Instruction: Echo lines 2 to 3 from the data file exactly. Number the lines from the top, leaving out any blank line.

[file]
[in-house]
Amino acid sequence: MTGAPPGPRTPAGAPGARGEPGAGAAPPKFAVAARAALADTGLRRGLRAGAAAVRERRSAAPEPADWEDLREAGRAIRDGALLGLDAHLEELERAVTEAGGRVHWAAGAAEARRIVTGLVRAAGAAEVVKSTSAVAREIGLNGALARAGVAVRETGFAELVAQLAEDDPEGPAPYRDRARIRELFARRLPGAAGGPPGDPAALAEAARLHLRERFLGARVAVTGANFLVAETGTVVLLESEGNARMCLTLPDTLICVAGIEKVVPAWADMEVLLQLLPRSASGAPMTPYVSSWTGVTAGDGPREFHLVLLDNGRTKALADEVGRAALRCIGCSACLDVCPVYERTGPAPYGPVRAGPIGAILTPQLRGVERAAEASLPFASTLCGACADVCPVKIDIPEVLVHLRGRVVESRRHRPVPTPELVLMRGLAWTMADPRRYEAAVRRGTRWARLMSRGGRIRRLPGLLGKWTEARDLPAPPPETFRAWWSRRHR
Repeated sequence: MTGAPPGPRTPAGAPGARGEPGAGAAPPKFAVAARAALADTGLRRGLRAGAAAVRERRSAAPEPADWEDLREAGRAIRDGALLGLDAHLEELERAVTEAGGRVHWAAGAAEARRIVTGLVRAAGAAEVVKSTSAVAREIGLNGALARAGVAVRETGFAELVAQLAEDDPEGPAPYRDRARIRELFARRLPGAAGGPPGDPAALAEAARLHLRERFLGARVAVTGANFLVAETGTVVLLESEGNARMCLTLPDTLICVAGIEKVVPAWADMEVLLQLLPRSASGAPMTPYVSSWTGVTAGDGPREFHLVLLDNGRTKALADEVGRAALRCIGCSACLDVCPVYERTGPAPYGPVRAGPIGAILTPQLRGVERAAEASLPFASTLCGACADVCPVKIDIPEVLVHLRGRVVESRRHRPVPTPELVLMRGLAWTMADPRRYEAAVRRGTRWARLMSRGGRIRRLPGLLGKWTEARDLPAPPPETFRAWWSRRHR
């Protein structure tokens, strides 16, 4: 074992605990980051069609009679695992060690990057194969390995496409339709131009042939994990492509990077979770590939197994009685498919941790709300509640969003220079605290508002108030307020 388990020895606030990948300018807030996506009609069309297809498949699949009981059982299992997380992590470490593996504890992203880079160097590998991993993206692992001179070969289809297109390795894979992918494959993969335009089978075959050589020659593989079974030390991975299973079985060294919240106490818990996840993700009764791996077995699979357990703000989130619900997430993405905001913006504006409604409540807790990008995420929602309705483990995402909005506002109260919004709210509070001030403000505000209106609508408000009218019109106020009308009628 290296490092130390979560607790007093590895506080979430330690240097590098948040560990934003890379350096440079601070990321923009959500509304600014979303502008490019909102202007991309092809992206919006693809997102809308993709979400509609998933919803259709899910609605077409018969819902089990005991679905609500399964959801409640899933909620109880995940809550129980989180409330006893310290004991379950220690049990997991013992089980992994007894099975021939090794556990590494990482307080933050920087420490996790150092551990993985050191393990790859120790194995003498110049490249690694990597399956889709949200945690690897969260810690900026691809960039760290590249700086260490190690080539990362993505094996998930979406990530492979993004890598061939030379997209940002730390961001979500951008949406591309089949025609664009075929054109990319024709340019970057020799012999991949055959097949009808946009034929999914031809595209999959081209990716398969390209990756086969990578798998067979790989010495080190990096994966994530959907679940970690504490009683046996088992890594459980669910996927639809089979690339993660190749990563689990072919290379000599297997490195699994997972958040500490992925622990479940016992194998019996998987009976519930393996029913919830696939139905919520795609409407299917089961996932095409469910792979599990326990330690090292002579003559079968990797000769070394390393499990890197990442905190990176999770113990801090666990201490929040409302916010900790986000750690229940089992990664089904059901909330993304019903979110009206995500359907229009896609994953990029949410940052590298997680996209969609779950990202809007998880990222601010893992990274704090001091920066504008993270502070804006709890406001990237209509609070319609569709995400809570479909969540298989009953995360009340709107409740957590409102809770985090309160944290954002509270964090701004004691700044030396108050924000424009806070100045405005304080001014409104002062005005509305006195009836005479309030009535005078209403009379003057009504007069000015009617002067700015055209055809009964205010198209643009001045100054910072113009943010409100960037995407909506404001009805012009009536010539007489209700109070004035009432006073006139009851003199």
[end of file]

Amino acid sequence: MTGAPPGPRTPAGAPGARGEPGAGAAPPKFAVAARAALADTGLRRGLRAGAAAVRERRSAAPEPADWEDLREAGRAIRDGALLGLDAHLEELERAVTEAGGRVHWAAGAAEARRIVTGLVRAAGAAEVVKSTSAVAREIGLNGALARAGVAVRETGFAELVAQLAEDDPEGPAPYRDRARIRELFARRLPGAAGGPPGDPAALAEAARLHLRERFLGARVAVTGANFLVAETGTVVLLESEGNARMCLTLPDTLICVAGIEKVVPAWADMEVLLQLLPRSASGAPMTPYVSSWTGVTAGDGPREFHLVLLDNGRTKALADEVGRAALRCIGCSACLDVCPVYERTGPAPYGPVRAGPIGAILTPQLRGVERAAEASLPFASTLCGACADVCPVKIDIPEVLVHLRGRVVESRRHRPVPTPELVLMRGLAWTMADPRRYEAAVRRGTRWARLMSRGGRIRRLPGLLGKWTEARDLPAPPPETFRAWWSRRHR
Repeated sequence: MTGAPPGPRTPAGAPGARGEPGAGAAPPKFAVAARAALADTGLRRGLRAGAAAVRERRSAAPEPADWEDLREAGRAIRDGALLGLDAHLEELERAVTEAGGRVHWAAGAAEARRIVTGLVRAAGAAEVVKSTSAVAREIGLNGALARAGVAVRETGFAELVAQLAEDDPEGPAPYRDRARIRELFARRLPGAAGGPPGDPAALAEAARLHLRERFLGARVAVTGANFLVAETGTVVLLESEGNARMCLTLPDTLICVAGIEKVVPAWADMEVLLQLLPRSASGAPMTPYVSSWTGVTAGDGPREFHLVLLDNGRTKALADEVGRAALRCIGCSACLDVCPVYERTGPAPYGPVRAGPIGAILTPQLRGVERAAEASLPFASTLCGACADVCPVKIDIPEVLVHLRGRVVESRRHRPVPTPELVLMRGLAWTMADPRRYEAAVRRGTRWARLMSRGGRIRRLPGLLGKWTEARDLPAPPPETFRAWWSRRHR